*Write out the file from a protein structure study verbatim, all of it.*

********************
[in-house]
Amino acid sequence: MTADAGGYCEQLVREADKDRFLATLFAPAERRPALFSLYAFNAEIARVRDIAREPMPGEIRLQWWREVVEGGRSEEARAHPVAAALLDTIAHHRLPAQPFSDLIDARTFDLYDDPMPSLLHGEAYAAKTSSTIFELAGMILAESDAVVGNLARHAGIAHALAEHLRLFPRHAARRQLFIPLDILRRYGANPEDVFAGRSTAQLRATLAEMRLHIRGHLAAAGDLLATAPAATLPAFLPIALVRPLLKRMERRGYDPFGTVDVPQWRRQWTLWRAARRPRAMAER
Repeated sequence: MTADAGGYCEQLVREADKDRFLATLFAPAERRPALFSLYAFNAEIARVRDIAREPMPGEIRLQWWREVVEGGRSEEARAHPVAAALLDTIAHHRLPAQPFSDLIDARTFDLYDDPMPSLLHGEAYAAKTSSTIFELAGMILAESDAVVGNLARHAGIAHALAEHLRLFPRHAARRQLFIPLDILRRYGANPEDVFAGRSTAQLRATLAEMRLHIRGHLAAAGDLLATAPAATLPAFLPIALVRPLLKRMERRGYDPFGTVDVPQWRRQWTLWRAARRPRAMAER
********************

[in-house]
Amino acid sequence: MTADAGGYCEQLVREADKDRFLATLFAPAERRPALFSLYAFNAEIARVRDIAREPMPGEIRLQWWREVVEGGRSEEARAHPVAAALLDTIAHHRLPAQPFSDLIDARTFDLYDDPMPSLLHGEAYAAKTSSTIFELAGMILAESDAVVGNLARHAGIAHALAEHLRLFPRHAARRQLFIPLDILRRYGANPEDVFAGRSTAQLRATLAEMRLHIRGHLAAAGDLLATAPAATLPAFLPIALVRPLLKRMERRGYDPFGTVDVPQWRRQWTLWRAARRPRAMAER
Repeated sequence: MTADAGGYCEQLVREADKDRFLATLFAPAERRPALFSLYAFNAEIARVRDIAREPMPGEIRLQWWREVVEGGRSEEARAHPVAAALLDTIAHHRLPAQPFSDLIDARTFDLYDDPMPSLLHGEAYAAKTSSTIFELAGMILAESDAVVGNLARHAGIAHALAEHLRLFPRHAARRQLFIPLDILRRYGANPEDVFAGRSTAQLRATLAEMRLHIRGHLAAAGDLLATAPAATLPAFLPIALVRPLLKRMERRGYDPFGTVDVPQWRRQWTLWRAARRPRAMAER